Students complain about hallway congestion


Credit: Ashlyn Teal

Students cram and hussle as they hurry through the hallway between the A and B wing. The hallways fill up with students incredibly fast for all of the students are ready to go to their next class and finish the school day.

Ashlyn Teal, Guest Writer

Walking through the hallways of Loy Norrix can make some people feel like a matchbox car in the hands of a toddler. The endless movement and jolting motions seem to never end. 

Passing time at Loy Norrix brings on the difficulty of traveling through congested hallways during the five minute passing time between classes. With a variety of classes spread across the school, the central hallways fill up quickly. The number of students plus the limited space in the hallways can make traveling to the next class a nightmare. 

The Kalamazoo Public Schools website says that Loy Norrix was built in 1961 and was meant to hold about 1600 students. It holds about 1800 students today. 

The hallways at LN are wide, but with 1800 students in the halls at the same time, passing time can feel very chaotic.

“I think that there are too many students moving through too small a space at one time,” junior Krystiana Bernstein said. 

  The difference between the number of students between middle school and high school can be frightening. According to research found at IES NCES’ website, Milwood Magnet has a little over 600 students and Maple Street Magnet has about 850 students.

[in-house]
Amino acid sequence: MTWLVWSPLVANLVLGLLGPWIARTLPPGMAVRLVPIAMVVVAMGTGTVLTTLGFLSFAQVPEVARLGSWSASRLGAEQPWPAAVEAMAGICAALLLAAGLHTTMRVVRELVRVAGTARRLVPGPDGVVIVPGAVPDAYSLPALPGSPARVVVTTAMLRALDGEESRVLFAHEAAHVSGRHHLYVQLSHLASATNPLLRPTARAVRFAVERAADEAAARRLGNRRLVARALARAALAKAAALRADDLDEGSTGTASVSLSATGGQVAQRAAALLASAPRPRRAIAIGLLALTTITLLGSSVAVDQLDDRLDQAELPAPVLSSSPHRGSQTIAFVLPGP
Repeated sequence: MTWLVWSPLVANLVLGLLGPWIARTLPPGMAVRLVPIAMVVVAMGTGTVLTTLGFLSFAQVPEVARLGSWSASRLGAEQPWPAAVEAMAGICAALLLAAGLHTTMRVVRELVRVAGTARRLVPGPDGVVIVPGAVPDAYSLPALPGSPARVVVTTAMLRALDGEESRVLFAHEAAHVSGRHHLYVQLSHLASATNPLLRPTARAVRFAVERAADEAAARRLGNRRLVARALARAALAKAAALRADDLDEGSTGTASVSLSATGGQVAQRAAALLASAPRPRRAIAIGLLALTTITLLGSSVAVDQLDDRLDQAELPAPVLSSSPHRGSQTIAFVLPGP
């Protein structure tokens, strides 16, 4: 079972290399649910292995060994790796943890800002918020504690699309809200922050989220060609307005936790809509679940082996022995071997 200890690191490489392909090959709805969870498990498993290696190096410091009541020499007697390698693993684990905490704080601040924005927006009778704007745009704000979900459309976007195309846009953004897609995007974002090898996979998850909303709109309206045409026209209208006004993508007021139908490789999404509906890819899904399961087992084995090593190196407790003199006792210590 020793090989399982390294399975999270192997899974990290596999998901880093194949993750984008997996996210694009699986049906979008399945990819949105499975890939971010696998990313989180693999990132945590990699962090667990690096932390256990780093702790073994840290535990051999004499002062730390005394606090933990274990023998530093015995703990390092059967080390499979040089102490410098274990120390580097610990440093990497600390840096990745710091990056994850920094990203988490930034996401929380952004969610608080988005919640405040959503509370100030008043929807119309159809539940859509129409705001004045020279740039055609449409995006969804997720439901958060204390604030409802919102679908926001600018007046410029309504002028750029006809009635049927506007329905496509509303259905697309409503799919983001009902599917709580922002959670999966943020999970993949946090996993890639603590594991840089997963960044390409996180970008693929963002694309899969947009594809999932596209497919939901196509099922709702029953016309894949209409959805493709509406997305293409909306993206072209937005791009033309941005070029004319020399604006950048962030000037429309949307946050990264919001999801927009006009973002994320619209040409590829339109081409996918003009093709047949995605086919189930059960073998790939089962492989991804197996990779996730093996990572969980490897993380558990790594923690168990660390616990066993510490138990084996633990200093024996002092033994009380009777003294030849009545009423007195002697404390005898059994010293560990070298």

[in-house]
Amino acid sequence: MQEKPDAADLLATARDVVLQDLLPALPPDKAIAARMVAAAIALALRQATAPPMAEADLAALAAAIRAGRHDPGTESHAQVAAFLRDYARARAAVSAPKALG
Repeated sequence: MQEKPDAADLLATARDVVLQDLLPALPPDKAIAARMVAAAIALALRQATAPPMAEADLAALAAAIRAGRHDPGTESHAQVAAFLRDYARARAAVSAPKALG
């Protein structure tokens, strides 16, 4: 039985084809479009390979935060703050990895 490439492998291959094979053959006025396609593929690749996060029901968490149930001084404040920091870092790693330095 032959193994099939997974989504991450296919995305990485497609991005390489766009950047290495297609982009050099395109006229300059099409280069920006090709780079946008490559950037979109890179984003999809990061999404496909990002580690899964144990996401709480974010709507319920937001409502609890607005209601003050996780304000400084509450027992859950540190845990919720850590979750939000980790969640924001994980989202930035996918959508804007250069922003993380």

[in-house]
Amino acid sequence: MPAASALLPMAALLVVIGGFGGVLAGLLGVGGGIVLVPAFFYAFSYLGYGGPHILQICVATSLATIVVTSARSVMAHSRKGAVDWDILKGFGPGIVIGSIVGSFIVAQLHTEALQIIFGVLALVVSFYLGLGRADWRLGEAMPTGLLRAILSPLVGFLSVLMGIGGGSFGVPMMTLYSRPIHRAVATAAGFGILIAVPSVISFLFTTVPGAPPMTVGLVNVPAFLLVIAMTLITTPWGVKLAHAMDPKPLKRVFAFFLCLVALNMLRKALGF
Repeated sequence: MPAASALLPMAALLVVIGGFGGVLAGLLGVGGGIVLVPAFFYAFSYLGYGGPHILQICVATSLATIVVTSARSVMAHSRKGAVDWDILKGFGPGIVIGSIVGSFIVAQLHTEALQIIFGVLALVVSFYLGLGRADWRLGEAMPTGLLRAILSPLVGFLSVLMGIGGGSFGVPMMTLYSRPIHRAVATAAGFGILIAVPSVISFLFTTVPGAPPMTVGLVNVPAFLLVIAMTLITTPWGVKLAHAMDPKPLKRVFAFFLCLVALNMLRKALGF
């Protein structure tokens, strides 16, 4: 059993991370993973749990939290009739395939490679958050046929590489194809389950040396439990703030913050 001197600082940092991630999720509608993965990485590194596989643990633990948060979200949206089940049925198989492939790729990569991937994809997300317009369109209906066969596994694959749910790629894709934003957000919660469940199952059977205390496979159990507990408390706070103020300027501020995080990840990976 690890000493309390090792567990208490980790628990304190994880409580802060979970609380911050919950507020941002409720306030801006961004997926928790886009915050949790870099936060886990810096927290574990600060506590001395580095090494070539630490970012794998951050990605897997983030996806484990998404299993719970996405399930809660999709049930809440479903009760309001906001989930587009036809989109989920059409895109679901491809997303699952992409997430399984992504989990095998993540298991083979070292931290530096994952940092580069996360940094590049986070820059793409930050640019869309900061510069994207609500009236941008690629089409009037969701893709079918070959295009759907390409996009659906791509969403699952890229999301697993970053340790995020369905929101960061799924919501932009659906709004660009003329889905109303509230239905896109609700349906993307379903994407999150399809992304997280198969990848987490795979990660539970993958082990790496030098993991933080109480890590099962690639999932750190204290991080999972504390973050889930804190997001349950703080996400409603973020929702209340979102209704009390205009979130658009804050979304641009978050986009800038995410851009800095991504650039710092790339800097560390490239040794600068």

For freshmen coming into Norrix, there is an increase of about 1,000-1,200 students in the hallways. This can make it difficult for students as they have to trudge through other groups of students starting and stopping to talk to friends and walking head-down on their phones. 

“It’s really annoying,” freshman Rosie Hill said, “I feel like I could get to my classes a lot faster if there was a better system.”

Students have to walk through and around different groups of people just to get to a class that could be right around the corner. 

“It’s usually pushing and shoving,” said Bernstein. “If not me having to do it, it’s the other people pushing and shoving me out of the way.” 

The hallway between the A wing and B wing, the main hallway by the cafeteria and four corners are some of the spots where students find the most congestion. Four corners connects the main hallway, part of the C wing, part of K wing, and the bridge to the J wing. 

 As a result of the congestion, some students are cutting it close to their classes, making it to class with a minute or less to spare. The potential stress to get to class could add to the normal stress of a daily life as a teenager. 

“I have band class and that is in the J wing. Going from my fourth hour in the bottom K wing to the J wing is kinda a hassle,” Bernstein said, “especially going through four corners because everybody likes to mingle there.”

However, some students don’t need to travel to the classes across the school. Some students just need to turn a corner, but that can be its own issue.

“It is especially hard to turn,” Hill said. “It’s like if you had a bunch of cars, everybody just goes whenever they can and whenever they want, and they aren’t being mindful of other people.”   

 Traveling through the school can have its ups and downs, but some students have been able to find loopholes. For example, both Hill and Bernstein agree that the hallway between the C wing and the B wing is fairly easy to pass through compared to the other hallways.  

“Use the hallway that is right by the tower,” Bernstein said. “It’s usually very empty and very nice.”

Now your matchbox car has a new set of wheels and is cruising on by.